When I was a new administrator, I used to sit in meetings alongside other subject area supervisors and principals. We would talk monthly about test scores, the achievement gap, struggling students and, above all, data.
I remained silent in these meetings and wondered to myself, “What am I doing here? This has nothing to do with me.” I realized early on, I needed to raise my hand and speak up.
I recall saying: “It’s all about the relationships! All of these issues can be solved by having a teacher in every classroom who cares about kids enough to get to know each and every one of them and put them ahead of themselves and their content.”
I thought I’d get a lot of crazy looks, but instead I was excited to see that we were all in agreement: It all comes down to the relationship the teacher has with every child. That isn’t always easy. For a teacher, it’s exhausting, painful and joyful all at the same time.
Modeling Healthy Relationships
When you enter this profession, you sometimes think your job is teaching health and physical education. That is not our first obligation. We need to pour our heart into these children and model for them what healthy relationships look like and sound like.
We need to treat all children with respect so they learn what respect looks like.
We need to be empathetic so they learn empathy.
We need to demonstrate compassion so they become compassionate.
We need to lift them up at every turn so they, in turn, will lift others up.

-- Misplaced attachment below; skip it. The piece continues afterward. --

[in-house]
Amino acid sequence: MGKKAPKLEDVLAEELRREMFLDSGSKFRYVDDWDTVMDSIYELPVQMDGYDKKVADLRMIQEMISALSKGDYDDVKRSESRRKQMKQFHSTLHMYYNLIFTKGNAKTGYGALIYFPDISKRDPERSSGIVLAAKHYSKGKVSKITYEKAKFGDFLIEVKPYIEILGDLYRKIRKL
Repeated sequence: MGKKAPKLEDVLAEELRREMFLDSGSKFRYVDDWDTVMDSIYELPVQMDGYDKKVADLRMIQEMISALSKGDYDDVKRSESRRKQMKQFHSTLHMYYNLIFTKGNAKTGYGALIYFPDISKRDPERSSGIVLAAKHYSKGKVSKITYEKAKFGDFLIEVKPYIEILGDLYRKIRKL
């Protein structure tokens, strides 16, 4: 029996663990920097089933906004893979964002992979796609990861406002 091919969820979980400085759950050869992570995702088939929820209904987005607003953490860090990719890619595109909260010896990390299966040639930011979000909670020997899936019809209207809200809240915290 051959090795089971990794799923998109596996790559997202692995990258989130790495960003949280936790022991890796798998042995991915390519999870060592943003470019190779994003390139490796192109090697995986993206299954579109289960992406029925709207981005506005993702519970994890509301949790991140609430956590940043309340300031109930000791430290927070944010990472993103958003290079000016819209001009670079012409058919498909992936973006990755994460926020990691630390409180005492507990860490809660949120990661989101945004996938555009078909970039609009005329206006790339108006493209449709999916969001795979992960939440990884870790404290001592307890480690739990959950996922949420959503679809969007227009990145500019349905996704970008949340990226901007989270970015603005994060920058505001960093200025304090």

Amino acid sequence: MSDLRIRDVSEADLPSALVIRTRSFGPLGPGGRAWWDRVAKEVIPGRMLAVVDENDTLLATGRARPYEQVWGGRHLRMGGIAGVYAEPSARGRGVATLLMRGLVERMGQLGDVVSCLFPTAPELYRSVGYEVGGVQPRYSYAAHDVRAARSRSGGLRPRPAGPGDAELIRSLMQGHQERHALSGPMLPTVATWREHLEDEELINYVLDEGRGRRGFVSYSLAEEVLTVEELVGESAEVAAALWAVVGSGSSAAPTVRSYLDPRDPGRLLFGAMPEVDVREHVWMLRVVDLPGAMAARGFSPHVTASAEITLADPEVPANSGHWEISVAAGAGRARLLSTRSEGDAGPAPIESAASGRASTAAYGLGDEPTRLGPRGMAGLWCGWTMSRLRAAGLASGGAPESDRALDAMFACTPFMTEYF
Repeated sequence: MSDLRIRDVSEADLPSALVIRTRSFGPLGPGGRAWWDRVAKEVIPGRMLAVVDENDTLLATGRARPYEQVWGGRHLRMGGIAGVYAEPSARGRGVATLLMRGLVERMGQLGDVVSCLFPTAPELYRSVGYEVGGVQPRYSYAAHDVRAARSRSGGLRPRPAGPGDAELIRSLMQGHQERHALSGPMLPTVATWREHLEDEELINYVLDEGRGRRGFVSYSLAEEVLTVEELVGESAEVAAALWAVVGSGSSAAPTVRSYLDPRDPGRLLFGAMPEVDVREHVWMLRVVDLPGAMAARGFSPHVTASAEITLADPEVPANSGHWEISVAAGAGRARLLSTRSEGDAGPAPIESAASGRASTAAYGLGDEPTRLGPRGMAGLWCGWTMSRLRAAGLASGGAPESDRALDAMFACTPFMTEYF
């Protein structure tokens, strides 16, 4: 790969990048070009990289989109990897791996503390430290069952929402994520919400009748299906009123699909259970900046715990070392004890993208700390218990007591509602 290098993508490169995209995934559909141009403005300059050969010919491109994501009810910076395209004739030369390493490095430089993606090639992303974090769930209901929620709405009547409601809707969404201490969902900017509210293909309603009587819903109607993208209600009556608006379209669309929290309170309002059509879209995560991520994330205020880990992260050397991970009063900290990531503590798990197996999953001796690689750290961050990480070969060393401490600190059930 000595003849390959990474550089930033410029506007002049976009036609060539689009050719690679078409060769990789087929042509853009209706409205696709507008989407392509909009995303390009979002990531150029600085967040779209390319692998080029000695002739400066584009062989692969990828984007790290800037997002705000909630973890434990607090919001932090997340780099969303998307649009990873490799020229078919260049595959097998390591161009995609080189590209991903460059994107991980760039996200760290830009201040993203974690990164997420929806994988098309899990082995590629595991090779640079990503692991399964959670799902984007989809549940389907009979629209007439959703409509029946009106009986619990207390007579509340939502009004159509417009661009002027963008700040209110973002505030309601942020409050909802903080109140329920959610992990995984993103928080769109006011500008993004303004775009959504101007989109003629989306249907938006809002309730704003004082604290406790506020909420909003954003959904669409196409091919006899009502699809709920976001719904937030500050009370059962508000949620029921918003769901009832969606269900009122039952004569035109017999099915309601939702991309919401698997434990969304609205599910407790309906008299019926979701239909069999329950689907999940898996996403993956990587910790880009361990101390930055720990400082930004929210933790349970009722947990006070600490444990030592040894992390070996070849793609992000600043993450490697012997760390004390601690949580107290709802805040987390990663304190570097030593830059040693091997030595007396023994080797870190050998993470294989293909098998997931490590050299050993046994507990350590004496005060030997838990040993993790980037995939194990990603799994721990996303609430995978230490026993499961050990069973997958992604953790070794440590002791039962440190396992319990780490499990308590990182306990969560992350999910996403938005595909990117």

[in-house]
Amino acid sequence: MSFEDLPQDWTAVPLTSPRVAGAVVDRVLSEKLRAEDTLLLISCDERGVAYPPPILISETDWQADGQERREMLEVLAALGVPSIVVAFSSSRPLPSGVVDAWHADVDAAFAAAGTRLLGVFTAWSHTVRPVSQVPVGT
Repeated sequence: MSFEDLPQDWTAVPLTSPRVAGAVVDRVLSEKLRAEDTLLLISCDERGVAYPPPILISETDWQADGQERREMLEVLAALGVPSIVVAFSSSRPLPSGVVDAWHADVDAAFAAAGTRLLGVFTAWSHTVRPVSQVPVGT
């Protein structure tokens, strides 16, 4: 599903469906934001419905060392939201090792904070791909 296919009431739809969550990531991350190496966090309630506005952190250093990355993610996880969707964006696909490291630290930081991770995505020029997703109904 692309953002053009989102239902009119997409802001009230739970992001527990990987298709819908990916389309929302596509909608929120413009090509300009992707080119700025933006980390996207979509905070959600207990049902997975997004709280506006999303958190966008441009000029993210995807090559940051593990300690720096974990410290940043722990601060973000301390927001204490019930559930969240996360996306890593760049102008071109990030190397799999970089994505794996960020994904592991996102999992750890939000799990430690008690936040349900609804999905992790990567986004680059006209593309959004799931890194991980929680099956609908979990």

They are watching and learning from our every word and our every move — and each day is a chance NOT to fail them.
We need to be genuine in our approach every time we step on the gymnasium floor or into the health education classroom.
Putting Kids First
When I observe teachers in their classrooms, I constantly tell them there are many things I can help them fix about their teaching, but I can’t fix whether they are going to love kids first.
That’s something that goes on inside each and every one of us. In turn, we are constantly rewarded by those moments when children put forth acts of unprecedented kindness toward us as their teachers. The moments we live for.
This holiday season, I’ve been thinking a lot about all of my relationships: my family, my friends and my colleagues. Our human connection to one another brings meaning to our lives.
Specifically, I want YOU to remember that our work with children sets us apart as very special people in this world. If you’ve never seen the late Rita Pierson’s TED Talk, “Every Kid Needs a Champion,” I highly recommend it. It’s a life-altering 7 minutes and 44 seconds.
As 2018 comes to a close and we ring in an exciting new year here at SHAPE America, I ask that you lead with your relationships with kids. From our SHAPE America family (staff, leaders and volunteers) to yours — have a very happy holiday season.
President of SHAPE America from 2018-2019.